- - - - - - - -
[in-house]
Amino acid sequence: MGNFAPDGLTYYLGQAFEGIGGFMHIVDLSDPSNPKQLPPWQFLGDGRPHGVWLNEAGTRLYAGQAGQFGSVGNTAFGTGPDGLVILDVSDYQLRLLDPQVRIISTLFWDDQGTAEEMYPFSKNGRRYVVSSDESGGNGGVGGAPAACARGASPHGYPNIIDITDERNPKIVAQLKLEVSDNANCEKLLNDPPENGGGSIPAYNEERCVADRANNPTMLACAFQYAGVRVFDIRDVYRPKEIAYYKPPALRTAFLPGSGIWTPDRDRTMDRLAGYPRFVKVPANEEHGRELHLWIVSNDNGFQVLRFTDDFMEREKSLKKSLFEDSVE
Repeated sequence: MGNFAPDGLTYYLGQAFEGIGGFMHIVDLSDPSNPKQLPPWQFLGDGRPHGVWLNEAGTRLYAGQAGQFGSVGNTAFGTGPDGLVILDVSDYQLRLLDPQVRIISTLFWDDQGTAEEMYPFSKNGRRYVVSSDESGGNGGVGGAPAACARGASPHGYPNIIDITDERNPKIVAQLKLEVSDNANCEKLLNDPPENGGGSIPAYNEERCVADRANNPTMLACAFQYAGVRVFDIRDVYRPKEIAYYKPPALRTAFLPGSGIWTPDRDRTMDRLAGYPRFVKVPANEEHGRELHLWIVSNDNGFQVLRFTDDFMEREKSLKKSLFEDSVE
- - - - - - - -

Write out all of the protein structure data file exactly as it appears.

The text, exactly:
[in-house]
Amino acid sequence: MGNFAPDGLTYYLGQAFEGIGGFMHIVDLSDPSNPKQLPPWQFLGDGRPHGVWLNEAGTRLYAGQAGQFGSVGNTAFGTGPDGLVILDVSDYQLRLLDPQVRIISTLFWDDQGTAEEMYPFSKNGRRYVVSSDESGGNGGVGGAPAACARGASPHGYPNIIDITDERNPKIVAQLKLEVSDNANCEKLLNDPPENGGGSIPAYNEERCVADRANNPTMLACAFQYAGVRVFDIRDVYRPKEIAYYKPPALRTAFLPGSGIWTPDRDRTMDRLAGYPRFVKVPANEEHGRELHLWIVSNDNGFQVLRFTDDFMEREKSLKKSLFEDSVE
Repeated sequence: MGNFAPDGLTYYLGQAFEGIGGFMHIVDLSDPSNPKQLPPWQFLGDGRPHGVWLNEAGTRLYAGQAGQFGSVGNTAFGTGPDGLVILDVSDYQLRLLDPQVRIISTLFWDDQGTAEEMYPFSKNGRRYVVSSDESGGNGGVGGAPAACARGASPHGYPNIIDITDERNPKIVAQLKLEVSDNANCEKLLNDPPENGGGSIPAYNEERCVADRANNPTMLACAFQYAGVRVFDIRDVYRPKEIAYYKPPALRTAFLPGSGIWTPDRDRTMDRLAGYPRFVKVPANEEHGRELHLWIVSNDNGFQVLRFTDDFMEREKSLKKSLFEDSVE